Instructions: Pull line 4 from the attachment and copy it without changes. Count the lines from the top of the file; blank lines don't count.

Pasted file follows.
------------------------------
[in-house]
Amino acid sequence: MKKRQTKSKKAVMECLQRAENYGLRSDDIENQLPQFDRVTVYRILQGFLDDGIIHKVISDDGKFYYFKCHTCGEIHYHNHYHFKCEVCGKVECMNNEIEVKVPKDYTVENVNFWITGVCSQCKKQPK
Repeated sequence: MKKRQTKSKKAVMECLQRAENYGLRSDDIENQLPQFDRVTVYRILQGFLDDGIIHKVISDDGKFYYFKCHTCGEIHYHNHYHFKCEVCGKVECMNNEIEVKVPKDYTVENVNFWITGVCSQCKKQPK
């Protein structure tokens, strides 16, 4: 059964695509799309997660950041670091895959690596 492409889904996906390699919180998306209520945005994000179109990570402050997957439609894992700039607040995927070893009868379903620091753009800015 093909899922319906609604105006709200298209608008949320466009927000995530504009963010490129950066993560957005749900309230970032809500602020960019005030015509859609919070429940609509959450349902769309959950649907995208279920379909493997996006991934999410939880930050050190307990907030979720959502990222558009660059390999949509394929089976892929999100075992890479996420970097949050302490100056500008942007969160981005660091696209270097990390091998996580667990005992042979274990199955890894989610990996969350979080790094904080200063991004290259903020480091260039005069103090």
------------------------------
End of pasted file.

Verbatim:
């Protein structure tokens, strides 16, 4: 059964695509799309997660950041670091895959690596 492409889904996906390699919180998306209520945005994000179109990570402050997957439609894992700039607040995927070893009868379903620091753009800015 093909899922319906609604105006709200298209608008949320466009927000995530504009963010490129950066993560957005749900309230970032809500602020960019005030015509859609919070429940609509959450349902769309959950649907995208279920379909493997996006991934999410939880930050050190307990907030979720959502990222558009660059390999949509394929089976892929999100075992890479996420970097949050302490100056500008942007969160981005660091696209270097990390091998996580667990005992042979274990199955890894989610990996969350979080790094904080200063991004290259903020480091260039005069103090």